In a country oozing with blinding poverty, care for wildlife is an unaffordable luxury. The Yoruba proverb, ebi kii wo inu, ki oro mi wo, warns that hunger will never embrace discussion.
In Nigeria, the knowledge of wildlife is taught by myth, half-truths and falsehood, not by science and its twin brother, technology.
Today, science and technology has disrobed myth in the marketplace, revealing the nakedness of long-held beliefs and untruths. As a primary school pupil, the only period I could be truant was during the homeward journey after school hours. It was the period when pupils played in the rain and discussed the secrets of the jungle. As pupils, we knew that if the sun decided to shine when the rain was falling, it meant the tiger was in labor, giving birth in the wilderness. To every pupil, this was the gospel truth, which we shared excitedly among ourselves as though we were expectant members of the tiger family.
Away from the limitations of myth and right inside the four walls of the classroom, I learnt that ostriches bury their heads in the sand. I, however, unlearned this falsehood when I discovered, years after leaving school, that ostriches don’t bury their heads in the sand, after all. When in inescapable danger, the ostrich throws itself on the ground and remains still, feigning death but certainly not with its head in the sand. A lightly colored head and neck which blend in with the color of sand make the ostrich appear to bury its head in the sand. The ostrich mesmerising trick on the eyes qualifies it as a master of subterfuge, master of pretence; rump in the air, head on the ground, lying doggo when all is but well – the ostrich is a Nigerian.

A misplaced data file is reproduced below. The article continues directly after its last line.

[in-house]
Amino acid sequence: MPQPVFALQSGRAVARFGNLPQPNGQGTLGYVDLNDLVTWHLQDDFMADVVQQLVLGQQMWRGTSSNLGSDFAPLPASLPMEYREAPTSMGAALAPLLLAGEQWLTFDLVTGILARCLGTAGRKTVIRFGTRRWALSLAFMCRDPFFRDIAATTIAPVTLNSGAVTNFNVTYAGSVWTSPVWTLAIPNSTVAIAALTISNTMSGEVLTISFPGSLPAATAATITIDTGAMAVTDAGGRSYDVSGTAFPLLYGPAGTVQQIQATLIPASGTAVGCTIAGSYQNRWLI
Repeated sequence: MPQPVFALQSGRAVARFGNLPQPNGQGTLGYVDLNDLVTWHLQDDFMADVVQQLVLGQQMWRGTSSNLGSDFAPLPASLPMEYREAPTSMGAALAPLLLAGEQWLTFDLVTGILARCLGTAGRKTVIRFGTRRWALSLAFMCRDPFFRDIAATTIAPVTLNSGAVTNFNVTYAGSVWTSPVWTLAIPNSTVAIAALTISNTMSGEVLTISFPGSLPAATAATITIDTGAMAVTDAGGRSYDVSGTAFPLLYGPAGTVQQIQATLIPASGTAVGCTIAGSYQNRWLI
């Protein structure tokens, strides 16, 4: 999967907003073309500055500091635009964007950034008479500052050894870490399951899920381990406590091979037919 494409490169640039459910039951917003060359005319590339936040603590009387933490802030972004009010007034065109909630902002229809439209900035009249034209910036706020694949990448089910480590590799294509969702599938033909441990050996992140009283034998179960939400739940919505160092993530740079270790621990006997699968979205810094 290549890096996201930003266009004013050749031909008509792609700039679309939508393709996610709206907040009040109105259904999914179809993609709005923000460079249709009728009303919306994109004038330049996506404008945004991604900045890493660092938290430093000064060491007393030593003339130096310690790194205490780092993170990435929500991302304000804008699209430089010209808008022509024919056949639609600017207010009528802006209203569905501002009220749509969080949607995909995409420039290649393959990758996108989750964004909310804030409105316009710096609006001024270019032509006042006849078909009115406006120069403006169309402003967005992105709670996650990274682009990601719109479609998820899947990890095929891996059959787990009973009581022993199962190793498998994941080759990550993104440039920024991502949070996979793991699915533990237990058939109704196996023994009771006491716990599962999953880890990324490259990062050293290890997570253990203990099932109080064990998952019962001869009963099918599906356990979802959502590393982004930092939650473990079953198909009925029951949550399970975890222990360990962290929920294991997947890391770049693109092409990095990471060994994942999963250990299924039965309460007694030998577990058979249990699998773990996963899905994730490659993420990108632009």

“There is a fire on the mountain: sleep, sleep, sleep!” That’s the absurd response of the Nigerian masses to the plunging of the country’s ship of state towards the precipice. But it is ironic that the masses, who suffer the consequences of bad leadership, have always kept quiet and scarcely challenged detrimental government policies. Every Nigerian has a political hero, whether a devil or a weevil, it doesn’t matter, both are destructive. What matters is the number of zero digits attached to the vulgar bank accounts of their political hero. The forebodings of doom are clear and present, yet both the leaders and the led carry on in self-denial and pretentiously call on God as if God has ever spoken to any nation in a burning bush, giving specific commandments on how to stop corruption, provide infrastructure and live in justice.